Federal Reserve Chairman Ben Bernanke must not want to keep the market guessing about monetary policy. In a speech on Friday, he practically announced that the central bank would take action to further loosen monetary policy at its next meeting. His remarks essentially served as an explanation of why the Fed is justified to take such action. At this point, it's really only a question of details.
This sentence, where Bernanke begins his discussion of monetary policy tools, makes the Fed's intentions crystal clear:
Given the Committee's objectives, there would appear--all else being equal--to be a case for further action.
Bernanke refers to the Fed's mandate no less than 13 times in the speech. He stresses that if employment isn't maximized and inflation isn't meeting its target, then the Fed must act. No one would legitimately be able to argue that unemployment isn't a problem right now, so that just leaves inflation.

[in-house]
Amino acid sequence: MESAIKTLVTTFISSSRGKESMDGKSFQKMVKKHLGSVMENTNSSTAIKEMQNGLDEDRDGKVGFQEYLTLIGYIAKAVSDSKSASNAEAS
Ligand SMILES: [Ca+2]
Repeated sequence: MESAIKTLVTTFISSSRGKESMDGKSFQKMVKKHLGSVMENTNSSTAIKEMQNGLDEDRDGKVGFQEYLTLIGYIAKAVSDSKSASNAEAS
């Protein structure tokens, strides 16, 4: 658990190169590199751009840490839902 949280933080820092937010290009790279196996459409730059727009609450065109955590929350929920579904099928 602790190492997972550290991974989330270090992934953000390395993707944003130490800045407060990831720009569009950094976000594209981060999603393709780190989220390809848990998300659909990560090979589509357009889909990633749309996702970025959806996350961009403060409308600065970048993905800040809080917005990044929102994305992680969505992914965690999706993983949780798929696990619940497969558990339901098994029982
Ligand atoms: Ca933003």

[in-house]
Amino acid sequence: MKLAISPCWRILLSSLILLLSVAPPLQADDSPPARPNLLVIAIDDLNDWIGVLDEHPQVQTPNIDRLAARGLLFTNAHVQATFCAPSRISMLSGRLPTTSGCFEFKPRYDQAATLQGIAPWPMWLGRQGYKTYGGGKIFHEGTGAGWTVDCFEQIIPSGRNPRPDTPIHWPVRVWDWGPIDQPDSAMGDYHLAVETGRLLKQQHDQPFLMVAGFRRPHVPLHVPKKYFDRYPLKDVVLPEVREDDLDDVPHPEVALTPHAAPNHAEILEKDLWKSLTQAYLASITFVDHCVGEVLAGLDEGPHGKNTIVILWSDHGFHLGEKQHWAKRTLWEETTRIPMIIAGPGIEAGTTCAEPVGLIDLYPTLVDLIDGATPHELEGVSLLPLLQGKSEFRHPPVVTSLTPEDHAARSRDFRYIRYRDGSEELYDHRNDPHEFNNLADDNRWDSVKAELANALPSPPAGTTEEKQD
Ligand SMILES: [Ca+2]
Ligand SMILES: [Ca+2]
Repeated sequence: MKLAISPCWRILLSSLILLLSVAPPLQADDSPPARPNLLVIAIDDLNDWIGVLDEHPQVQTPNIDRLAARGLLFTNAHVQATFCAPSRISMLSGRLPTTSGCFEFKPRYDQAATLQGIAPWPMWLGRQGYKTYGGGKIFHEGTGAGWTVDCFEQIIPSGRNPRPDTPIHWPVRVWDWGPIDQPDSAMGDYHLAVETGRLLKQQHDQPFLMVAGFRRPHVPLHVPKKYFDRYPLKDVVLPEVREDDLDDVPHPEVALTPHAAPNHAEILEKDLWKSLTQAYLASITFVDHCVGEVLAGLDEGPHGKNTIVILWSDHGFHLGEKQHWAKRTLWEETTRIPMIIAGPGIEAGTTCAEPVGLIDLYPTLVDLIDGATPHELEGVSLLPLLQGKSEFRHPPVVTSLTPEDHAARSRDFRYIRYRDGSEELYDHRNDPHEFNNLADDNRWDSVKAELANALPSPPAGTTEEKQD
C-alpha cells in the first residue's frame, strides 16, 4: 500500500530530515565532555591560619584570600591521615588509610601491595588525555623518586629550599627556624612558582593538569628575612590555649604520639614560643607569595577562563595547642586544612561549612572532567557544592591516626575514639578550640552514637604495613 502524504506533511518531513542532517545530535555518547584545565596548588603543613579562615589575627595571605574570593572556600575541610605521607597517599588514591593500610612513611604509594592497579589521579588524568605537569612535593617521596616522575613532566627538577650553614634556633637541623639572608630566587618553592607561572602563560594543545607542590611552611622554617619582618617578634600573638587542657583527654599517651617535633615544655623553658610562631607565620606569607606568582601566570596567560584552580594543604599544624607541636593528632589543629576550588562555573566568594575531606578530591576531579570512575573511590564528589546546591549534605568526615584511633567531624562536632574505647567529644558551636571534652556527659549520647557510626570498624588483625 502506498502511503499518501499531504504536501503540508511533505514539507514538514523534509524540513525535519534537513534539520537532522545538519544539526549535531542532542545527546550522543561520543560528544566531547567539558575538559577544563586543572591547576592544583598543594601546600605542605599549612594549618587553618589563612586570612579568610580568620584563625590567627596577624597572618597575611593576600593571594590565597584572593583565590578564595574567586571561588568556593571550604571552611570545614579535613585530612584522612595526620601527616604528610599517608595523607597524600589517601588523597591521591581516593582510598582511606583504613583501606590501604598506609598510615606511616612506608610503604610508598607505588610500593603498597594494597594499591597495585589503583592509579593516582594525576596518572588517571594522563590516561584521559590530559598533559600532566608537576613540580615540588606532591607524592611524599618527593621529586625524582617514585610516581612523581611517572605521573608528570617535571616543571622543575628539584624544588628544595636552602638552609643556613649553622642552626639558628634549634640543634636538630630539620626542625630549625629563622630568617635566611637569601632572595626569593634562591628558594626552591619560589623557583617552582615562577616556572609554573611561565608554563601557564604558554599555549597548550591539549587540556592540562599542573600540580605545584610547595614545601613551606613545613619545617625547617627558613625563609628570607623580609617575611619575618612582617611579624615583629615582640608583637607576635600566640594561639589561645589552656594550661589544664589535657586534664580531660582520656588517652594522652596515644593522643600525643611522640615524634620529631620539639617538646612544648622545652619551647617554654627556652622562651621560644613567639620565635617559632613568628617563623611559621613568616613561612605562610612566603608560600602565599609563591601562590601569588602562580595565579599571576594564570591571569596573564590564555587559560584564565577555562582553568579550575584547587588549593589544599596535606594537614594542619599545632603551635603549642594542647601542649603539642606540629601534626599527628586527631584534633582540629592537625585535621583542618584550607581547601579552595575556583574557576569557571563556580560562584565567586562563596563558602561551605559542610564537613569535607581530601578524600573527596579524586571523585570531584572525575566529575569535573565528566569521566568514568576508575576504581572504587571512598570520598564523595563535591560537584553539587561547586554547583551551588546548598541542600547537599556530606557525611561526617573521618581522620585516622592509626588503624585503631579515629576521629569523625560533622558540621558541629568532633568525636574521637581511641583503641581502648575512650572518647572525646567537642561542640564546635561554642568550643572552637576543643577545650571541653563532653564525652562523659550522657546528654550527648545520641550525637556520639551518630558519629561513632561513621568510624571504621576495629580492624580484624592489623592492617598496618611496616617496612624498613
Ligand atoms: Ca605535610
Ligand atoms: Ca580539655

At this time, deflation hasn't gripped the nation, but inflation is quite low. In fact, Bernanke and the other central bankers think it's too low. Their target is around 2%, while consumer prices inflation has declined to closer to 1% over the past year, as shown quite clearly by the September data released today as Bernanke was speaking.